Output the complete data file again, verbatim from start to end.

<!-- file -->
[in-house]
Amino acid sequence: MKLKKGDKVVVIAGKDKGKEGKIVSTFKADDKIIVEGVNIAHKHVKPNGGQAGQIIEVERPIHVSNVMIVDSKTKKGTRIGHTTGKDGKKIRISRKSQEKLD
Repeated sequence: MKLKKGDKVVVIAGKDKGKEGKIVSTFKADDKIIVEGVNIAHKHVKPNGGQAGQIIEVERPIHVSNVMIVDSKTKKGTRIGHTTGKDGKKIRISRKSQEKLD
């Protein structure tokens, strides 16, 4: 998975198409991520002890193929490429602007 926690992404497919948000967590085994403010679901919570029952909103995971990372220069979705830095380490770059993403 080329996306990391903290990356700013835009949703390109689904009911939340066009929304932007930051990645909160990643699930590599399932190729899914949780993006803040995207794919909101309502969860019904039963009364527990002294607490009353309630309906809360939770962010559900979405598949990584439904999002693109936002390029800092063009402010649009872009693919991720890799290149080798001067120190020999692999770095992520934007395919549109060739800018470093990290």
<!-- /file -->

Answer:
[in-house]
Amino acid sequence: MKLKKGDKVVVIAGKDKGKEGKIVSTFKADDKIIVEGVNIAHKHVKPNGGQAGQIIEVERPIHVSNVMIVDSKTKKGTRIGHTTGKDGKKIRISRKSQEKLD
Repeated sequence: MKLKKGDKVVVIAGKDKGKEGKIVSTFKADDKIIVEGVNIAHKHVKPNGGQAGQIIEVERPIHVSNVMIVDSKTKKGTRIGHTTGKDGKKIRISRKSQEKLD
């Protein structure tokens, strides 16, 4: 998975198409991520002890193929490429602007 926690992404497919948000967590085994403010679901919570029952909103995971990372220069979705830095380490770059993403 080329996306990391903290990356700013835009949703390109689904009911939340066009929304932007930051990645909160990643699930590599399932190729899914949780993006803040995207794919909101309502969860019904039963009364527990002294607490009353309630309906809360939770962010559900979405598949990584439904999002693109936002390029800092063009402010649009872009693919991720890799290149080798001067120190020999692999770095992520934007395919549109060739800018470093990290």